PBS History Detectives to Trace History of Ampeg Amp Marked with James Jamerson’s Name
In 2009, Los Angeles bassist Steve Fishman discovered a vintage Ampeg amp that may just be the find of the century. Stenciled on the back of the amp was the name of the Motown bass legend, James Jamerson.
Fishman, who has recorded with Paul McCartney, decided to try to get this story investigated, to see if this amp is indeed legit. So he called on the folks behind the PBS show “History Detectives” to lend a hand.
The episode, filmed in February, debuts this Tuesday (July 24th). Fishman and scholar Eduardo Pagan visited Detroit to track the amp’s origins. Fishman is quite confident the amp is legit.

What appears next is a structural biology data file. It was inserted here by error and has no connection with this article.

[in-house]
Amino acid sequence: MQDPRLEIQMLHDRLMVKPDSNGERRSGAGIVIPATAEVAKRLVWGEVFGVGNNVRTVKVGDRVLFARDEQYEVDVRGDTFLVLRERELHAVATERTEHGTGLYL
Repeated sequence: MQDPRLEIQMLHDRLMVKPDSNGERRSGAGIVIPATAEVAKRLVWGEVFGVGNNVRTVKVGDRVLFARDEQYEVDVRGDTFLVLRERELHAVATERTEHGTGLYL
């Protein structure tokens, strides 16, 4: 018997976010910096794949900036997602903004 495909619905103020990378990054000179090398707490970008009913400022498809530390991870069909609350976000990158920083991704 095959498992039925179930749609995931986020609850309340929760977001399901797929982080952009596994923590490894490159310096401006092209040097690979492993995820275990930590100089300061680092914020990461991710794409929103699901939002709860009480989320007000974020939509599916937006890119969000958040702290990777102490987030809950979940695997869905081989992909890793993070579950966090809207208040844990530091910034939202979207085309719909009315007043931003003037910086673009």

The show focuses on Pagan hauling the amp around the Detroit area to several experts, including a stop at Hewitt’s Music in Dearborn, Michigan, where where Jamerson purchased gear. Jamerson’s son, James Jamerson, Jr., is also brought in to check things out. Ultimately, Motown guitarist Dennis Coffey is the one to decide. There’s also a tour of Motown and time spent discussing Jamerson’s massive impact on music.
The hour-long show also closes with a jam session between Coffey and Jamerson Jr. PBS has already debuted this clip on their website.
Update: we followed up this story a week later with the news that PBS declared the amp legit, while James Jamerson, Jr. was quite convinced the amp didn’t belong to his late father.